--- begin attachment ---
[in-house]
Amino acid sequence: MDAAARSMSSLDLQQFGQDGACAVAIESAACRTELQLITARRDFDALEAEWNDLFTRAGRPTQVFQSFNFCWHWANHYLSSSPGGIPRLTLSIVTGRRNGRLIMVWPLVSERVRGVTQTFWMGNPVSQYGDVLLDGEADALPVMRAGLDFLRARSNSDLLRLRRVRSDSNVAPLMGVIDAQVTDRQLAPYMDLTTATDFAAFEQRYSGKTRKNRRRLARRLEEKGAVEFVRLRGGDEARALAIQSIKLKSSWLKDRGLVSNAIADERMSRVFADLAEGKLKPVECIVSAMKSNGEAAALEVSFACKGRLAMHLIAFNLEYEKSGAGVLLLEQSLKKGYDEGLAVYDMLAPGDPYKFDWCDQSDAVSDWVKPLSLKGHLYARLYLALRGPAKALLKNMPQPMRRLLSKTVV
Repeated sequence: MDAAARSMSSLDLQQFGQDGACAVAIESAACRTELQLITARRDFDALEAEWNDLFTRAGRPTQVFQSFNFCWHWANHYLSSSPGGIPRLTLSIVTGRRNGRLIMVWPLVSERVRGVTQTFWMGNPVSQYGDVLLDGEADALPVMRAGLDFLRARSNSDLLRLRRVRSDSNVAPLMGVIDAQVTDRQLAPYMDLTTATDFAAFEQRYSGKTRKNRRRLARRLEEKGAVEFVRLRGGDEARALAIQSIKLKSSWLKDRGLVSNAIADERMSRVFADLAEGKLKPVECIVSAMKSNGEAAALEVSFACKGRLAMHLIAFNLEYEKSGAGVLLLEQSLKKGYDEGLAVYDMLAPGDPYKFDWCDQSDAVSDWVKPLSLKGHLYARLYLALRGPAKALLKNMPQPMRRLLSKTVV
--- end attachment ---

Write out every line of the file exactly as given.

[in-house]
Amino acid sequence: MDAAARSMSSLDLQQFGQDGACAVAIESAACRTELQLITARRDFDALEAEWNDLFTRAGRPTQVFQSFNFCWHWANHYLSSSPGGIPRLTLSIVTGRRNGRLIMVWPLVSERVRGVTQTFWMGNPVSQYGDVLLDGEADALPVMRAGLDFLRARSNSDLLRLRRVRSDSNVAPLMGVIDAQVTDRQLAPYMDLTTATDFAAFEQRYSGKTRKNRRRLARRLEEKGAVEFVRLRGGDEARALAIQSIKLKSSWLKDRGLVSNAIADERMSRVFADLAEGKLKPVECIVSAMKSNGEAAALEVSFACKGRLAMHLIAFNLEYEKSGAGVLLLEQSLKKGYDEGLAVYDMLAPGDPYKFDWCDQSDAVSDWVKPLSLKGHLYARLYLALRGPAKALLKNMPQPMRRLLSKTVV
Repeated sequence: MDAAARSMSSLDLQQFGQDGACAVAIESAACRTELQLITARRDFDALEAEWNDLFTRAGRPTQVFQSFNFCWHWANHYLSSSPGGIPRLTLSIVTGRRNGRLIMVWPLVSERVRGVTQTFWMGNPVSQYGDVLLDGEADALPVMRAGLDFLRARSNSDLLRLRRVRSDSNVAPLMGVIDAQVTDRQLAPYMDLTTATDFAAFEQRYSGKTRKNRRRLARRLEEKGAVEFVRLRGGDEARALAIQSIKLKSSWLKDRGLVSNAIADERMSRVFADLAEGKLKPVECIVSAMKSNGEAAALEVSFACKGRLAMHLIAFNLEYEKSGAGVLLLEQSLKKGYDEGLAVYDMLAPGDPYKFDWCDQSDAVSDWVKPLSLKGHLYARLYLALRGPAKALLKNMPQPMRRLLSKTVV